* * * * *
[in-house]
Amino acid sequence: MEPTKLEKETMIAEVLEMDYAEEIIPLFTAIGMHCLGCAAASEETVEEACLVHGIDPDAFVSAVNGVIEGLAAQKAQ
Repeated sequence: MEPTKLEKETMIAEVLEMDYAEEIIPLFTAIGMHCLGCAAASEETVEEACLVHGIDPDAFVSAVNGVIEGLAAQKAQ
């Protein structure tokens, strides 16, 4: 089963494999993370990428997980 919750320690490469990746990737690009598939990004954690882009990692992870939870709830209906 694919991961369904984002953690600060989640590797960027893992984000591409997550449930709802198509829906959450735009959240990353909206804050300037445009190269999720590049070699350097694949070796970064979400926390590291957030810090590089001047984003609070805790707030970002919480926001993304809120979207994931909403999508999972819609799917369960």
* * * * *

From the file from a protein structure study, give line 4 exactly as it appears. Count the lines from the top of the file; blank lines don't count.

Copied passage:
């Protein structure tokens, strides 16, 4: 089963494999993370990428997980 919750320690490469990746990737690009598939990004954690882009990692992870939870709830209906 694919991961369904984002953690600060989640590797960027893992984000591409997550449930709802198509829906959450735009959240990353909206804050300037445009190269999720590049070699350097694949070796970064979400926390590291957030810090590089001047984003609070805790707030970002919480926001993304809120979207994931909403999508999972819609799917369960």